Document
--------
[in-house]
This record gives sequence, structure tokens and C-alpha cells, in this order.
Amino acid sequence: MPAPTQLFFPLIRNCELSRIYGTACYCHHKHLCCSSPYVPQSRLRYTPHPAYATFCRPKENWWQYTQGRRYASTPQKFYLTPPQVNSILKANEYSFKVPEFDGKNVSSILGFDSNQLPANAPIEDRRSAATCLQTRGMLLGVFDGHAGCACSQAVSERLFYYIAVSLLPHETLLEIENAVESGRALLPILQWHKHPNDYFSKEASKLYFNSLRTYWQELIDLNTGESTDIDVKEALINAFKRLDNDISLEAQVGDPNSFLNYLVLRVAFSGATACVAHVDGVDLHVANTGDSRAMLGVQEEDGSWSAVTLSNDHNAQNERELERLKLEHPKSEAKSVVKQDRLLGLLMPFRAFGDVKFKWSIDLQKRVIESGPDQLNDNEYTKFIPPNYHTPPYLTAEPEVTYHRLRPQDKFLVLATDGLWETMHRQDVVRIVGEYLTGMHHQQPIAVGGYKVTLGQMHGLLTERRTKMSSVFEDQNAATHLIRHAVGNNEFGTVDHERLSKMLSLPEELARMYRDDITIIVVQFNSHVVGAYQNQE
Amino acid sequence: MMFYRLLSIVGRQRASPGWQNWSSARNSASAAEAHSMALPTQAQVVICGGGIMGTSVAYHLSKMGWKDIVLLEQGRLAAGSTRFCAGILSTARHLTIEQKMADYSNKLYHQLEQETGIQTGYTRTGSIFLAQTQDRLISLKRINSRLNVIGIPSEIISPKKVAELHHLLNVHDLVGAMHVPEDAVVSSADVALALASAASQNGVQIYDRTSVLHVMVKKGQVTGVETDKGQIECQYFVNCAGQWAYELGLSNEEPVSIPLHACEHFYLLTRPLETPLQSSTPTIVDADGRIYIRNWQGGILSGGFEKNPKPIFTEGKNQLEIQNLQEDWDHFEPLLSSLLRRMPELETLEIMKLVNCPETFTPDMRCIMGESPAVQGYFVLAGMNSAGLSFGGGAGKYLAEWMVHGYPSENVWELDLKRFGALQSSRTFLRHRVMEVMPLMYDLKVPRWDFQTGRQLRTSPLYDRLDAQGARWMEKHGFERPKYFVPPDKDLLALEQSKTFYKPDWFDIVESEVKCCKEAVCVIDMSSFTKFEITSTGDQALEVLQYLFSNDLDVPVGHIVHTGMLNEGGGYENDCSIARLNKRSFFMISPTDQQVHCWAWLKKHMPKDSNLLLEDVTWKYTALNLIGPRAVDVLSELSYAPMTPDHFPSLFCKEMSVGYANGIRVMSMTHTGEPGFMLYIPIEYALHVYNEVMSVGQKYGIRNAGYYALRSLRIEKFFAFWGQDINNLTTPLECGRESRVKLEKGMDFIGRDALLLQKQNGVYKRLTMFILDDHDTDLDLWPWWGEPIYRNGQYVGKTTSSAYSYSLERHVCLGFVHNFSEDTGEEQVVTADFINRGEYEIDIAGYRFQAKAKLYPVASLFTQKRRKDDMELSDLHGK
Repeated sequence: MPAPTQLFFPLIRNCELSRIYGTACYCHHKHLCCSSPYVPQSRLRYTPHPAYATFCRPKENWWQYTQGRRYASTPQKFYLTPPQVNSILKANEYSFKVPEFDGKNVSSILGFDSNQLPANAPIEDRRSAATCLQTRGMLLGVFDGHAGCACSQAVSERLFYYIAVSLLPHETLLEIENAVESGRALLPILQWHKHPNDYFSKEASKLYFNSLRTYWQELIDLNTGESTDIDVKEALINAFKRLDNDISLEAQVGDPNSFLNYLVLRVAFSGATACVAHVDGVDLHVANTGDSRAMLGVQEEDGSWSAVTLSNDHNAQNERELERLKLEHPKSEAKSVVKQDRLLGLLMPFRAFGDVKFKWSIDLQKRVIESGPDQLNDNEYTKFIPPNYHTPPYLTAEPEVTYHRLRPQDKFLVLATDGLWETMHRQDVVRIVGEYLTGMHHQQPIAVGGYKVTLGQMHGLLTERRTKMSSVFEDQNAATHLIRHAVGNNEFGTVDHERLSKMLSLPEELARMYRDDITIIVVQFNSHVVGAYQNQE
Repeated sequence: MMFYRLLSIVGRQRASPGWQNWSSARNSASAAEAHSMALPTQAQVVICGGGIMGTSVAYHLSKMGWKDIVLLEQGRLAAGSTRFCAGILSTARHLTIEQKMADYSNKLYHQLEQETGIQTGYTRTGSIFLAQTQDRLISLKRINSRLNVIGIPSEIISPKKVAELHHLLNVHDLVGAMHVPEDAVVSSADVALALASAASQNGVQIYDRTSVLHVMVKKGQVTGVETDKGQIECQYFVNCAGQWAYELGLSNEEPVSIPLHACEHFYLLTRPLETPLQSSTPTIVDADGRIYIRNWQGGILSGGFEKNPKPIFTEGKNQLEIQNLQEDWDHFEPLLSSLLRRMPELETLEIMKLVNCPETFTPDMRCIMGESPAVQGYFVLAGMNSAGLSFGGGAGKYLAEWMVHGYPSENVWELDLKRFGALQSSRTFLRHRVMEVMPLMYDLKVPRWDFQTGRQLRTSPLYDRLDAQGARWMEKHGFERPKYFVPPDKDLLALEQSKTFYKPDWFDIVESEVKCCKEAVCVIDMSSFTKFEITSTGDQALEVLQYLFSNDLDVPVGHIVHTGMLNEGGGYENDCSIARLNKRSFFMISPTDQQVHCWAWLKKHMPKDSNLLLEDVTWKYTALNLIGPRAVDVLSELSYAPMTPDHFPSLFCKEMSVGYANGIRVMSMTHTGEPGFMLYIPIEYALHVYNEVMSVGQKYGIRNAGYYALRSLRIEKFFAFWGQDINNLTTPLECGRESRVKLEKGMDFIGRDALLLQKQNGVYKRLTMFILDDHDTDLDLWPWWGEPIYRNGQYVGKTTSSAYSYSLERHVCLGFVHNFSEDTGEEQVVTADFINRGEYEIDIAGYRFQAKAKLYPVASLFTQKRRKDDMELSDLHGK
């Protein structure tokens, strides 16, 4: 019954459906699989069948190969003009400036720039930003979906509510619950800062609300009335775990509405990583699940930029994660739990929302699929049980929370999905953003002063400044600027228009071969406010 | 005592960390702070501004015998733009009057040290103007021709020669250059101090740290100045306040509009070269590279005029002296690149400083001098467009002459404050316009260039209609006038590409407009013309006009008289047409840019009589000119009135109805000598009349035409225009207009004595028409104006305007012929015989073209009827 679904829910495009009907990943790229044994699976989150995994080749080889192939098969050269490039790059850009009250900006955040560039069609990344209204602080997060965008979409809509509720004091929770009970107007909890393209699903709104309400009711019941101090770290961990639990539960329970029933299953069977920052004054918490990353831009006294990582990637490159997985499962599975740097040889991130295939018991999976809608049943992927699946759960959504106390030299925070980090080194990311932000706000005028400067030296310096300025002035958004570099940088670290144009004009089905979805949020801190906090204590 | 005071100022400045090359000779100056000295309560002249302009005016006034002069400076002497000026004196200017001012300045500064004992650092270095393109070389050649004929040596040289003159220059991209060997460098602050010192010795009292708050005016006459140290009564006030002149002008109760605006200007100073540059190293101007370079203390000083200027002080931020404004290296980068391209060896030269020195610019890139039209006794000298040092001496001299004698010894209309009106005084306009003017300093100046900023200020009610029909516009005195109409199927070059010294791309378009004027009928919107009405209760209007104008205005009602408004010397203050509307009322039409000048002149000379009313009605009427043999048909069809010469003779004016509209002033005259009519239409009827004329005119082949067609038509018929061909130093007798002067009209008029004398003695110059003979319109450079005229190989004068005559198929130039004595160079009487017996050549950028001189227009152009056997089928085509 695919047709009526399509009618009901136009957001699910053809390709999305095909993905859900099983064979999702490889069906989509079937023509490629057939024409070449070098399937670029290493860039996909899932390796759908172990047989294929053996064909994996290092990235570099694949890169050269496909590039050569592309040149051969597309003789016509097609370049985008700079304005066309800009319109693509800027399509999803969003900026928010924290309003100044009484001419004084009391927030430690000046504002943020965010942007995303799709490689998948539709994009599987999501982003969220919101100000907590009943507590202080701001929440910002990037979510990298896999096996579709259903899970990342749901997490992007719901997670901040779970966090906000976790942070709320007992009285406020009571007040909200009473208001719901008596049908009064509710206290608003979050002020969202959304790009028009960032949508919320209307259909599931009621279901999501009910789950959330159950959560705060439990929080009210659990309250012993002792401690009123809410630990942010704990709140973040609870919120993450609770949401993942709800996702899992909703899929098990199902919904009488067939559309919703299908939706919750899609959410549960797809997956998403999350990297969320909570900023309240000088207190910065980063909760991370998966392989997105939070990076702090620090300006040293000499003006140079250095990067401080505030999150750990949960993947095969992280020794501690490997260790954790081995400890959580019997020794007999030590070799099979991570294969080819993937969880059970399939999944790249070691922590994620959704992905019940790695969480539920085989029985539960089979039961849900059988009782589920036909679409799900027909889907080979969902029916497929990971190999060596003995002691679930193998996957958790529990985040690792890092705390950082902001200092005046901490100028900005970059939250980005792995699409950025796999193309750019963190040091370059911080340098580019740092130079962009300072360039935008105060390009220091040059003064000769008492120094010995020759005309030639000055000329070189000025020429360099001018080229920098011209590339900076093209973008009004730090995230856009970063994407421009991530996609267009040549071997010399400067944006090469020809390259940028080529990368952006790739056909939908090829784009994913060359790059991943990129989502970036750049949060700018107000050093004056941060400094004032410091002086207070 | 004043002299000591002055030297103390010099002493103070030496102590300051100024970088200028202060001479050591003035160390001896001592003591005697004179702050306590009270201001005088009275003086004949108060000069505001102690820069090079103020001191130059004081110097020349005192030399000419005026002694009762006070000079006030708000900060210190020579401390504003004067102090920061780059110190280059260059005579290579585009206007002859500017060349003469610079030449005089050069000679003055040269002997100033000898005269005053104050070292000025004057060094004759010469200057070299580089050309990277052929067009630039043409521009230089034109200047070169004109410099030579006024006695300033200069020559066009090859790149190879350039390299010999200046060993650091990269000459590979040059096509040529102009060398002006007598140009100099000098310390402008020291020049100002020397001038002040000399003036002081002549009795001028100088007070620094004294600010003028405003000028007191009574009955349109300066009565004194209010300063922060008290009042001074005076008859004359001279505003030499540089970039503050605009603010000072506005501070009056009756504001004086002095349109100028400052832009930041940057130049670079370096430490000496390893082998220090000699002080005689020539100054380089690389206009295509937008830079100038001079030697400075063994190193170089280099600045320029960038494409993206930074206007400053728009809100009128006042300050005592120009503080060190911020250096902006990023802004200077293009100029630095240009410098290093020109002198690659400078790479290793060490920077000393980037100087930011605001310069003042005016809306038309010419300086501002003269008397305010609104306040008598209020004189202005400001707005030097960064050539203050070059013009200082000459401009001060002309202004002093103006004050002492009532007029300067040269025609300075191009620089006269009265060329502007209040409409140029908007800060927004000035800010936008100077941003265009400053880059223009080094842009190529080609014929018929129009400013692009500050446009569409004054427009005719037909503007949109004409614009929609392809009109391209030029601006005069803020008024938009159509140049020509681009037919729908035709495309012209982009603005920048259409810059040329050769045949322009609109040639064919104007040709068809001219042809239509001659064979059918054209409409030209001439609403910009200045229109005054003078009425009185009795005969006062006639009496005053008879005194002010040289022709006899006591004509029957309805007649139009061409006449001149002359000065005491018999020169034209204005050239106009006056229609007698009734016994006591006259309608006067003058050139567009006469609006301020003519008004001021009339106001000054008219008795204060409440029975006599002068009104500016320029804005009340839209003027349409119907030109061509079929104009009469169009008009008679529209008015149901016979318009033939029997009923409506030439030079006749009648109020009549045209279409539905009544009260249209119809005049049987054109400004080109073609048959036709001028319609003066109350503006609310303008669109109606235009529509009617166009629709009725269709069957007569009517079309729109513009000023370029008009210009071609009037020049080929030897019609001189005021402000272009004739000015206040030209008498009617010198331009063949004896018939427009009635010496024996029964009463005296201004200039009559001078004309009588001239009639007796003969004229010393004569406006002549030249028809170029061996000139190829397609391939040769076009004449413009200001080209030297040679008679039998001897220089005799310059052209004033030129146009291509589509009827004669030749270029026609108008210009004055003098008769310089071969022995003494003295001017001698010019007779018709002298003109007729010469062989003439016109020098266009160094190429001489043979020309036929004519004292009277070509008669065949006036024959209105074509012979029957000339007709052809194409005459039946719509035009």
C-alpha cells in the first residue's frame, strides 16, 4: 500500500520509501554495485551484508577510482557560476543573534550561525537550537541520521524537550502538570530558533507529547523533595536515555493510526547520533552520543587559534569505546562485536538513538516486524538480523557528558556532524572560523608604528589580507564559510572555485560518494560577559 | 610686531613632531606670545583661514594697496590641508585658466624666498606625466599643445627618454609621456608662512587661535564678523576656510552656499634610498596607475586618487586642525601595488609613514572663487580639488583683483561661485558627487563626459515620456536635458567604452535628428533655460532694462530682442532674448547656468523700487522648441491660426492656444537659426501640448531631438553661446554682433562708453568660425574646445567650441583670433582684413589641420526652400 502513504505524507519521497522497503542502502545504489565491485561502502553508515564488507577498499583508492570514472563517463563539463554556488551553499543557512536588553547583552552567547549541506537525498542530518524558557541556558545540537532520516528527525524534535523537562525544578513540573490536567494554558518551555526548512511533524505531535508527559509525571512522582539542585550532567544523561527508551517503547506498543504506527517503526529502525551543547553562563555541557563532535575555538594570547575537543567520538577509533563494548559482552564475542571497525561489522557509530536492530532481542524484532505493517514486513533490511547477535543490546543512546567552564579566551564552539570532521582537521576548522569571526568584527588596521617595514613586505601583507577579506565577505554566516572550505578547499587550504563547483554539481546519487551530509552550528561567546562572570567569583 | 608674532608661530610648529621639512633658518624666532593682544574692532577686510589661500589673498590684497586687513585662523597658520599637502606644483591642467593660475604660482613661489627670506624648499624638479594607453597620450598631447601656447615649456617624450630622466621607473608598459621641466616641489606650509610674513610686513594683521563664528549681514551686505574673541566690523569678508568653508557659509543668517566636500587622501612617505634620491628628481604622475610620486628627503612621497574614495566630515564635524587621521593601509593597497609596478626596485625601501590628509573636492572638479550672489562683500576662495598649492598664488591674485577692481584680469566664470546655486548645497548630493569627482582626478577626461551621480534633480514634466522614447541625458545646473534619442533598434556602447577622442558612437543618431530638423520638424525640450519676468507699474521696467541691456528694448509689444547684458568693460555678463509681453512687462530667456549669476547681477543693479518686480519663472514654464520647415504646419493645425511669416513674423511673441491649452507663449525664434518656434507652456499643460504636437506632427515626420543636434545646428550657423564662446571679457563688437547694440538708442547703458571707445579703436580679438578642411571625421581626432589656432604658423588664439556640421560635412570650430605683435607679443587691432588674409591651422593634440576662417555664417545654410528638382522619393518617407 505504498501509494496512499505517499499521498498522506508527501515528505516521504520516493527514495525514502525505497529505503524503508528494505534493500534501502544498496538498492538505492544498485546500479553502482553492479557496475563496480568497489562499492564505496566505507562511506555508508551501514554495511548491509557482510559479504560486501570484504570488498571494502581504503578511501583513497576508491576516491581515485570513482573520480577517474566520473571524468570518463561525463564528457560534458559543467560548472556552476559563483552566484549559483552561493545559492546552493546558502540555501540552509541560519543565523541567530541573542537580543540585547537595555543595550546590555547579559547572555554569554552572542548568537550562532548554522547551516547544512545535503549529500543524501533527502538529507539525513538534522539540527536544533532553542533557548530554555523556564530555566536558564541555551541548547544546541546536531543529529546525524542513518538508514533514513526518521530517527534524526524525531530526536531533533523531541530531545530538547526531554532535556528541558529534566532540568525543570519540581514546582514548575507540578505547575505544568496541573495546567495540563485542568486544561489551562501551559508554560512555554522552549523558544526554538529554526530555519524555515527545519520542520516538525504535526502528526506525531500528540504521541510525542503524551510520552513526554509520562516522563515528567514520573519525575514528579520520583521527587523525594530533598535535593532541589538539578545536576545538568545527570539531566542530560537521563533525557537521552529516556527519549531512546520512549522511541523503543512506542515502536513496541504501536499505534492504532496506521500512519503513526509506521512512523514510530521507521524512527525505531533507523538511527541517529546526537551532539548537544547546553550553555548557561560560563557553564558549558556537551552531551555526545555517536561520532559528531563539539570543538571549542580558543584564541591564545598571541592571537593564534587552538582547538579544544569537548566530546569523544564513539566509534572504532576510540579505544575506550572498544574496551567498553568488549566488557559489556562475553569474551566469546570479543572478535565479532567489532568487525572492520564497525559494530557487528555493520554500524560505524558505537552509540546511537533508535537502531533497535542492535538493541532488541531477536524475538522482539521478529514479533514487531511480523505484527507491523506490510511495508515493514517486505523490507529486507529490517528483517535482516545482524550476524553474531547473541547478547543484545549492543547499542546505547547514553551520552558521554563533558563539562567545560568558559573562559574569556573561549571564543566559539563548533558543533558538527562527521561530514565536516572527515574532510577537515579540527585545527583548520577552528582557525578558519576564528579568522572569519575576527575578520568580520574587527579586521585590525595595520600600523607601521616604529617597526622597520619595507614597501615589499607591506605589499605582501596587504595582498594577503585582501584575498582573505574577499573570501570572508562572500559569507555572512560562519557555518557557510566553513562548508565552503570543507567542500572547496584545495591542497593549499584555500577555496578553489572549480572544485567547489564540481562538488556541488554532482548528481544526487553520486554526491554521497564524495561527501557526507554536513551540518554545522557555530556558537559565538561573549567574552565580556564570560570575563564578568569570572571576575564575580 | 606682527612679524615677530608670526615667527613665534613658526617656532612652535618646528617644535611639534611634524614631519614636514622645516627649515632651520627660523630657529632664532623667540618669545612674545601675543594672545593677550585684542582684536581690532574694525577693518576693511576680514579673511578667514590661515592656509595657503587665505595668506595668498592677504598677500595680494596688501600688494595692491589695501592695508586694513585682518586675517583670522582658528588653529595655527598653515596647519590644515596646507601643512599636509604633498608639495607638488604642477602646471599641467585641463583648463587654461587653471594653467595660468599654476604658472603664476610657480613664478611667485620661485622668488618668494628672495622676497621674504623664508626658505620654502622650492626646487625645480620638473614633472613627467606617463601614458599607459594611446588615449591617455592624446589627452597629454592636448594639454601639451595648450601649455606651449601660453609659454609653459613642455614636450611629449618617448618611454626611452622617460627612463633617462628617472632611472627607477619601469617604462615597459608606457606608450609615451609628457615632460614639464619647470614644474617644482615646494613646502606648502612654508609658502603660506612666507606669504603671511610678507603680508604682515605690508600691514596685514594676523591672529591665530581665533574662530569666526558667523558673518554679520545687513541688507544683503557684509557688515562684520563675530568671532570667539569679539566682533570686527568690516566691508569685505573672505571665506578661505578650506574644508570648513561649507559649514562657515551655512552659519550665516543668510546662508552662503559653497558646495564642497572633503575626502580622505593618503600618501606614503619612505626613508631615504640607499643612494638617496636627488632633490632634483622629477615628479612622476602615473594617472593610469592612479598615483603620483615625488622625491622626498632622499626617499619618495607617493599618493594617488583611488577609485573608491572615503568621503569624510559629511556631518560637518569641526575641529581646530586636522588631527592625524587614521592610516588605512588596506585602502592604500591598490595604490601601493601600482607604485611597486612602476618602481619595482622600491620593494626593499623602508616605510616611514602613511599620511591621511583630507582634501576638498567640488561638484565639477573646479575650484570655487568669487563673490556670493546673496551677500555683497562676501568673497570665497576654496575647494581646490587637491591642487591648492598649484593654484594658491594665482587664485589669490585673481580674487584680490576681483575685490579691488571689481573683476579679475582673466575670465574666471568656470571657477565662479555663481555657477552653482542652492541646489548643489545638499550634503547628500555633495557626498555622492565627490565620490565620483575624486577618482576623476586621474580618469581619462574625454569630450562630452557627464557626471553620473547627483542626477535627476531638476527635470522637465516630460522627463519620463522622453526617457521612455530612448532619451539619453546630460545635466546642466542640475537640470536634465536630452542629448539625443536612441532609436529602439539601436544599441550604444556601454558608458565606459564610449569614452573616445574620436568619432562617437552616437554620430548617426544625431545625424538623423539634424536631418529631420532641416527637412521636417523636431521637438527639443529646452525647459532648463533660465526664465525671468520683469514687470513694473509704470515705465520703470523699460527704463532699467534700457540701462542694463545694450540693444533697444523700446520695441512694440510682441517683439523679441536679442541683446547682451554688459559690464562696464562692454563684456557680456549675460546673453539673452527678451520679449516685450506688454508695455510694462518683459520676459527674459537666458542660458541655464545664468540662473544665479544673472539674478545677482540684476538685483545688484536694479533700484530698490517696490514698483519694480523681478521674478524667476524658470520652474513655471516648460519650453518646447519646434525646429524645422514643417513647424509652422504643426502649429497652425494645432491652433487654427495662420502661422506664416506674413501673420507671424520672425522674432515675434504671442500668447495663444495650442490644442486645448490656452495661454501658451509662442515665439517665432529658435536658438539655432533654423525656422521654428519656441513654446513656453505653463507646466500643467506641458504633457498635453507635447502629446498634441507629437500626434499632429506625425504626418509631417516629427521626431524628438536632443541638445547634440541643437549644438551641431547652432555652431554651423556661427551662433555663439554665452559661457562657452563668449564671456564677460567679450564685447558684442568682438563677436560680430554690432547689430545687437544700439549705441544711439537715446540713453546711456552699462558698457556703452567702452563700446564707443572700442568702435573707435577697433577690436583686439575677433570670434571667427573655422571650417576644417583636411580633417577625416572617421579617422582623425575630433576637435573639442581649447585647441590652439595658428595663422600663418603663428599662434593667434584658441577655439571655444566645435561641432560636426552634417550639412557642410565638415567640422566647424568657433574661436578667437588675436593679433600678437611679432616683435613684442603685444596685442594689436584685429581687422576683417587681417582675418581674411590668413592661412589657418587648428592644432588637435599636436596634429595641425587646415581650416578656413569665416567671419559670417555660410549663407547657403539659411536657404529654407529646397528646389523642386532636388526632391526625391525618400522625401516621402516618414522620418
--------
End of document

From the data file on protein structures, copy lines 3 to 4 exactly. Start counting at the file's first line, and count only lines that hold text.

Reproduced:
Amino acid sequence: MPAPTQLFFPLIRNCELSRIYGTACYCHHKHLCCSSPYVPQSRLRYTPHPAYATFCRPKENWWQYTQGRRYASTPQKFYLTPPQVNSILKANEYSFKVPEFDGKNVSSILGFDSNQLPANAPIEDRRSAATCLQTRGMLLGVFDGHAGCACSQAVSERLFYYIAVSLLPHETLLEIENAVESGRALLPILQWHKHPNDYFSKEASKLYFNSLRTYWQELIDLNTGESTDIDVKEALINAFKRLDNDISLEAQVGDPNSFLNYLVLRVAFSGATACVAHVDGVDLHVANTGDSRAMLGVQEEDGSWSAVTLSNDHNAQNERELERLKLEHPKSEAKSVVKQDRLLGLLMPFRAFGDVKFKWSIDLQKRVIESGPDQLNDNEYTKFIPPNYHTPPYLTAEPEVTYHRLRPQDKFLVLATDGLWETMHRQDVVRIVGEYLTGMHHQQPIAVGGYKVTLGQMHGLLTERRTKMSSVFEDQNAATHLIRHAVGNNEFGTVDHERLSKMLSLPEELARMYRDDITIIVVQFNSHVVGAYQNQE
Amino acid sequence: MMFYRLLSIVGRQRASPGWQNWSSARNSASAAEAHSMALPTQAQVVICGGGIMGTSVAYHLSKMGWKDIVLLEQGRLAAGSTRFCAGILSTARHLTIEQKMADYSNKLYHQLEQETGIQTGYTRTGSIFLAQTQDRLISLKRINSRLNVIGIPSEIISPKKVAELHHLLNVHDLVGAMHVPEDAVVSSADVALALASAASQNGVQIYDRTSVLHVMVKKGQVTGVETDKGQIECQYFVNCAGQWAYELGLSNEEPVSIPLHACEHFYLLTRPLETPLQSSTPTIVDADGRIYIRNWQGGILSGGFEKNPKPIFTEGKNQLEIQNLQEDWDHFEPLLSSLLRRMPELETLEIMKLVNCPETFTPDMRCIMGESPAVQGYFVLAGMNSAGLSFGGGAGKYLAEWMVHGYPSENVWELDLKRFGALQSSRTFLRHRVMEVMPLMYDLKVPRWDFQTGRQLRTSPLYDRLDAQGARWMEKHGFERPKYFVPPDKDLLALEQSKTFYKPDWFDIVESEVKCCKEAVCVIDMSSFTKFEITSTGDQALEVLQYLFSNDLDVPVGHIVHTGMLNEGGGYENDCSIARLNKRSFFMISPTDQQVHCWAWLKKHMPKDSNLLLEDVTWKYTALNLIGPRAVDVLSELSYAPMTPDHFPSLFCKEMSVGYANGIRVMSMTHTGEPGFMLYIPIEYALHVYNEVMSVGQKYGIRNAGYYALRSLRIEKFFAFWGQDINNLTTPLECGRESRVKLEKGMDFIGRDALLLQKQNGVYKRLTMFILDDHDTDLDLWPWWGEPIYRNGQYVGKTTSSAYSYSLERHVCLGFVHNFSEDTGEEQVVTADFINRGEYEIDIAGYRFQAKAKLYPVASLFTQKRRKDDMELSDLHGK